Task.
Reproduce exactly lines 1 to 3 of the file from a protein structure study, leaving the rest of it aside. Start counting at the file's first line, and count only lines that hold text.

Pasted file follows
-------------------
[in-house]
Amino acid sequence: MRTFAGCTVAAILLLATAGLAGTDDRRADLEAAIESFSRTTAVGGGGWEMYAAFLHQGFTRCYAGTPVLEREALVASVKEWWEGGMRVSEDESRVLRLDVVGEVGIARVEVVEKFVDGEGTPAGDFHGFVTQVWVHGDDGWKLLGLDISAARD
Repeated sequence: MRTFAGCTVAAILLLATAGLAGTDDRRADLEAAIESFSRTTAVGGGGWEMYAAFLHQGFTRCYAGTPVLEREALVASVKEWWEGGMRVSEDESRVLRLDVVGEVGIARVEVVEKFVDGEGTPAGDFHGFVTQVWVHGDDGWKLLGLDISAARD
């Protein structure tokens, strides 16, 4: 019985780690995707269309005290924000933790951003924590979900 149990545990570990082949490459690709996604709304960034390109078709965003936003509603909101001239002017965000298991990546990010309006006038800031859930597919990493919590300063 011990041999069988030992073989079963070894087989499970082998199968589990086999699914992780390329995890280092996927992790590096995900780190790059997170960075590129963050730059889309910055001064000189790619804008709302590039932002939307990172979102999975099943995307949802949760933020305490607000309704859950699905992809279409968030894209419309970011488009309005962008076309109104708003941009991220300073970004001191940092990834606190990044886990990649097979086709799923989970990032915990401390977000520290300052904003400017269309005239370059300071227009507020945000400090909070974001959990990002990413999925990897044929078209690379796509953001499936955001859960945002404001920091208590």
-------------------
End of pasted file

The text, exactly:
[in-house]
Amino acid sequence: MRTFAGCTVAAILLLATAGLAGTDDRRADLEAAIESFSRTTAVGGGGWEMYAAFLHQGFTRCYAGTPVLEREALVASVKEWWEGGMRVSEDESRVLRLDVVGEVGIARVEVVEKFVDGEGTPAGDFHGFVTQVWVHGDDGWKLLGLDISAARD
Repeated sequence: MRTFAGCTVAAILLLATAGLAGTDDRRADLEAAIESFSRTTAVGGGGWEMYAAFLHQGFTRCYAGTPVLEREALVASVKEWWEGGMRVSEDESRVLRLDVVGEVGIARVEVVEKFVDGEGTPAGDFHGFVTQVWVHGDDGWKLLGLDISAARD